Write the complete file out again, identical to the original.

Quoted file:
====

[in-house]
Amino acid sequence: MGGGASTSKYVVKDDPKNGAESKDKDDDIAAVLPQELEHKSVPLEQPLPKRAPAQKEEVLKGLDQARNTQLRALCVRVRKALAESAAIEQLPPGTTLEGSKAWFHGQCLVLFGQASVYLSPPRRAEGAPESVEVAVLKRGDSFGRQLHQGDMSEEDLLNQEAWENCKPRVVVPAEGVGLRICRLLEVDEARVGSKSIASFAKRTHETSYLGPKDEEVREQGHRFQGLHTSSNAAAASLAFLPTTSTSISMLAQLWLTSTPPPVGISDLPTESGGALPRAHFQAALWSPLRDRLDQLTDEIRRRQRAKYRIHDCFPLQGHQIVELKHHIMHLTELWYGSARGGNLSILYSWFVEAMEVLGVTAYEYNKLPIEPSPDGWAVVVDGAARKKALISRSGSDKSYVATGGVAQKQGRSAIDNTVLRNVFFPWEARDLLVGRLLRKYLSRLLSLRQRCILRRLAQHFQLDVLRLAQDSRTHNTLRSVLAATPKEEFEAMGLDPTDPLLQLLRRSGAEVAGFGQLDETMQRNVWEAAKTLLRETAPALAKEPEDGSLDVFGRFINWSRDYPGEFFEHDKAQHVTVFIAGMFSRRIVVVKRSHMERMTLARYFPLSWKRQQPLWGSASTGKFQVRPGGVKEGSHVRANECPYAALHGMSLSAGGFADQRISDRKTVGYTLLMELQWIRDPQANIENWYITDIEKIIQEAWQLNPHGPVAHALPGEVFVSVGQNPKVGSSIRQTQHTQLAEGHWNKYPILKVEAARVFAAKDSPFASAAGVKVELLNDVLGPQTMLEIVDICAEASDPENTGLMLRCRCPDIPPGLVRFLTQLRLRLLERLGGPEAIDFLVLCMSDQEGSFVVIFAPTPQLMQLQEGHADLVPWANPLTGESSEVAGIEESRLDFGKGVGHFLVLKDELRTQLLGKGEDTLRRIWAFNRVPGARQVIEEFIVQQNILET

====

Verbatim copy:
[in-house]
Amino acid sequence: MGGGASTSKYVVKDDPKNGAESKDKDDDIAAVLPQELEHKSVPLEQPLPKRAPAQKEEVLKGLDQARNTQLRALCVRVRKALAESAAIEQLPPGTTLEGSKAWFHGQCLVLFGQASVYLSPPRRAEGAPESVEVAVLKRGDSFGRQLHQGDMSEEDLLNQEAWENCKPRVVVPAEGVGLRICRLLEVDEARVGSKSIASFAKRTHETSYLGPKDEEVREQGHRFQGLHTSSNAAAASLAFLPTTSTSISMLAQLWLTSTPPPVGISDLPTESGGALPRAHFQAALWSPLRDRLDQLTDEIRRRQRAKYRIHDCFPLQGHQIVELKHHIMHLTELWYGSARGGNLSILYSWFVEAMEVLGVTAYEYNKLPIEPSPDGWAVVVDGAARKKALISRSGSDKSYVATGGVAQKQGRSAIDNTVLRNVFFPWEARDLLVGRLLRKYLSRLLSLRQRCILRRLAQHFQLDVLRLAQDSRTHNTLRSVLAATPKEEFEAMGLDPTDPLLQLLRRSGAEVAGFGQLDETMQRNVWEAAKTLLRETAPALAKEPEDGSLDVFGRFINWSRDYPGEFFEHDKAQHVTVFIAGMFSRRIVVVKRSHMERMTLARYFPLSWKRQQPLWGSASTGKFQVRPGGVKEGSHVRANECPYAALHGMSLSAGGFADQRISDRKTVGYTLLMELQWIRDPQANIENWYITDIEKIIQEAWQLNPHGPVAHALPGEVFVSVGQNPKVGSSIRQTQHTQLAEGHWNKYPILKVEAARVFAAKDSPFASAAGVKVELLNDVLGPQTMLEIVDICAEASDPENTGLMLRCRCPDIPPGLVRFLTQLRLRLLERLGGPEAIDFLVLCMSDQEGSFVVIFAPTPQLMQLQEGHADLVPWANPLTGESSEVAGIEESRLDFGKGVGHFLVLKDELRTQLLGKGEDTLRRIWAFNRVPGARQVIEEFIVQQNILET